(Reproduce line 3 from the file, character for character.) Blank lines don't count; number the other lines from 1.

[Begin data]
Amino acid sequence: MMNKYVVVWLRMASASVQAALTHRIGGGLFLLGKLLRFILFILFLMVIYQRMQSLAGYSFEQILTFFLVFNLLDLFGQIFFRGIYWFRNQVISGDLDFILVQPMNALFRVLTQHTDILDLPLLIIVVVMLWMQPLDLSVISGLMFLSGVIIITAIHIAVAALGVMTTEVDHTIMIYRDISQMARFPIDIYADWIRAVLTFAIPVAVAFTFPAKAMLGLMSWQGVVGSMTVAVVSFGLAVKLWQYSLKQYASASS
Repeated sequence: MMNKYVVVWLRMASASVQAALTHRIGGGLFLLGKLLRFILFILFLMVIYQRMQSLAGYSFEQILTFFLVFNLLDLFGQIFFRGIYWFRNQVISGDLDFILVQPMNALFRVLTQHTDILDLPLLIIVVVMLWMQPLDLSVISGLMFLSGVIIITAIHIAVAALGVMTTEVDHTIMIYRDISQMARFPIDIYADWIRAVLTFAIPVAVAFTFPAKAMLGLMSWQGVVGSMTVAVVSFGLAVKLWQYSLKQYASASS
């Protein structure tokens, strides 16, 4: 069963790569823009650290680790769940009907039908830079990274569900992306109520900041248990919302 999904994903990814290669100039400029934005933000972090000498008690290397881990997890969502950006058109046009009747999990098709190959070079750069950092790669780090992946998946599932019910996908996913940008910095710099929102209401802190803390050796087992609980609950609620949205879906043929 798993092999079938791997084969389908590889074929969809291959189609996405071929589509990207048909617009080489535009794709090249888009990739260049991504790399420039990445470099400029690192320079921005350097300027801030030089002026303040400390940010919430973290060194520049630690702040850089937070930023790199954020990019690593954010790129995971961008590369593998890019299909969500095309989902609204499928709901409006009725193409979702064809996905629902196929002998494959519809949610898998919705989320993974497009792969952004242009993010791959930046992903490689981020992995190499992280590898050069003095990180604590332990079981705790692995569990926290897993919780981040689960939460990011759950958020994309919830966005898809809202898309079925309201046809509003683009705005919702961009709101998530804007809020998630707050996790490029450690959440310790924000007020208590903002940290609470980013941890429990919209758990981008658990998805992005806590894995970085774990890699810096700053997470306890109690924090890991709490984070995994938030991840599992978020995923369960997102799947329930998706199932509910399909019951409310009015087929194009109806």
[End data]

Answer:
């Protein structure tokens, strides 16, 4: 069963790569823009650290680790769940009907039908830079990274569900992306109520900041248990919302 999904994903990814290669100039400029934005933000972090000498008690290397881990997890969502950006058109046009009747999990098709190959070079750069950092790669780090992946998946599932019910996908996913940008910095710099929102209401802190803390050796087992609980609950609620949205879906043929 798993092999079938791997084969389908590889074929969809291959189609996405071929589509990207048909617009080489535009794709090249888009990739260049991504790399420039990445470099400029690192320079921005350097300027801030030089002026303040400390940010919430973290060194520049630690702040850089937070930023790199954020990019690593954010790129995971961008590369593998890019299909969500095309989902609204499928709901409006009725193409979702064809996905629902196929002998494959519809949610898998919705989320993974497009792969952004242009993010791959930046992903490689981020992995190499992280590898050069003095990180604590332990079981705790692995569990926290897993919780981040689960939460990011759950958020994309919830966005898809809202898309079925309201046809509003683009705005919702961009709101998530804007809020998630707050996790490029450690959440310790924000007020208590903002940290609470980013941890429990919209758990981008658990998805992005806590894995970085774990890699810096700053997470306890109690924090890991709490984070995994938030991840599992978020995923369960997102799947329930998706199932509910399909019951409310009015087929194009109806």